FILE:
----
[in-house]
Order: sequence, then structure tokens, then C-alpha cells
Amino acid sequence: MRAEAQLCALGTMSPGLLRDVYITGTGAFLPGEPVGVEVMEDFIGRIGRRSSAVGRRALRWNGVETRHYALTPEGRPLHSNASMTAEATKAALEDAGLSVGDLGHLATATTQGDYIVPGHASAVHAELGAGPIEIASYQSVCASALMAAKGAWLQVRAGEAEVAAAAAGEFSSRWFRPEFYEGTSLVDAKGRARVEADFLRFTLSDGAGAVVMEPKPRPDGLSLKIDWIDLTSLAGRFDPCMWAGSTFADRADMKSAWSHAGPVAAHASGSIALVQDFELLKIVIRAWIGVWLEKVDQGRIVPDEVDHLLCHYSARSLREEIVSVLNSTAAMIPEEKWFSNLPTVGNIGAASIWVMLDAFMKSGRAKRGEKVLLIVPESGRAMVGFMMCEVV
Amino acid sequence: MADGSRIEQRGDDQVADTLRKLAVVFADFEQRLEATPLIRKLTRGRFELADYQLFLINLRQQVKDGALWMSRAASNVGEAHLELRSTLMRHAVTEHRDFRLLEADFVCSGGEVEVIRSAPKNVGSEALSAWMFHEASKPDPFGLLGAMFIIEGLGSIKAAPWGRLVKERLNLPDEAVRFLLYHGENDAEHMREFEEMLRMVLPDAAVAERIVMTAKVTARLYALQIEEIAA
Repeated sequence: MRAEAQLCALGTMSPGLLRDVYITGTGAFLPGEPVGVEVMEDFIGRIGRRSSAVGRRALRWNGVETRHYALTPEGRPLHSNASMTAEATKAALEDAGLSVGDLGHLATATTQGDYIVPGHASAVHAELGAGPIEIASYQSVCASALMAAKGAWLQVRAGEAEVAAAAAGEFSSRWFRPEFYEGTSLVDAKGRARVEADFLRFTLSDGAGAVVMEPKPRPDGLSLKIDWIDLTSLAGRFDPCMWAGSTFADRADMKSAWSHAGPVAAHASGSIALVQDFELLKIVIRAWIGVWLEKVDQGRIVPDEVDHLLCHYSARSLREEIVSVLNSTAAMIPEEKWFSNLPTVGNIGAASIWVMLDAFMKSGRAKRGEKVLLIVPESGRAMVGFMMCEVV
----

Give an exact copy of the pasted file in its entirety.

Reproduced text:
[in-house]
Order: sequence, then structure tokens, then C-alpha cells
Amino acid sequence: MRAEAQLCALGTMSPGLLRDVYITGTGAFLPGEPVGVEVMEDFIGRIGRRSSAVGRRALRWNGVETRHYALTPEGRPLHSNASMTAEATKAALEDAGLSVGDLGHLATATTQGDYIVPGHASAVHAELGAGPIEIASYQSVCASALMAAKGAWLQVRAGEAEVAAAAAGEFSSRWFRPEFYEGTSLVDAKGRARVEADFLRFTLSDGAGAVVMEPKPRPDGLSLKIDWIDLTSLAGRFDPCMWAGSTFADRADMKSAWSHAGPVAAHASGSIALVQDFELLKIVIRAWIGVWLEKVDQGRIVPDEVDHLLCHYSARSLREEIVSVLNSTAAMIPEEKWFSNLPTVGNIGAASIWVMLDAFMKSGRAKRGEKVLLIVPESGRAMVGFMMCEVV
Amino acid sequence: MADGSRIEQRGDDQVADTLRKLAVVFADFEQRLEATPLIRKLTRGRFELADYQLFLINLRQQVKDGALWMSRAASNVGEAHLELRSTLMRHAVTEHRDFRLLEADFVCSGGEVEVIRSAPKNVGSEALSAWMFHEASKPDPFGLLGAMFIIEGLGSIKAAPWGRLVKERLNLPDEAVRFLLYHGENDAEHMREFEEMLRMVLPDAAVAERIVMTAKVTARLYALQIEEIAA
Repeated sequence: MRAEAQLCALGTMSPGLLRDVYITGTGAFLPGEPVGVEVMEDFIGRIGRRSSAVGRRALRWNGVETRHYALTPEGRPLHSNASMTAEATKAALEDAGLSVGDLGHLATATTQGDYIVPGHASAVHAELGAGPIEIASYQSVCASALMAAKGAWLQVRAGEAEVAAAAAGEFSSRWFRPEFYEGTSLVDAKGRARVEADFLRFTLSDGAGAVVMEPKPRPDGLSLKIDWIDLTSLAGRFDPCMWAGSTFADRADMKSAWSHAGPVAAHASGSIALVQDFELLKIVIRAWIGVWLEKVDQGRIVPDEVDHLLCHYSARSLREEIVSVLNSTAAMIPEEKWFSNLPTVGNIGAASIWVMLDAFMKSGRAKRGEKVLLIVPESGRAMVGFMMCEVV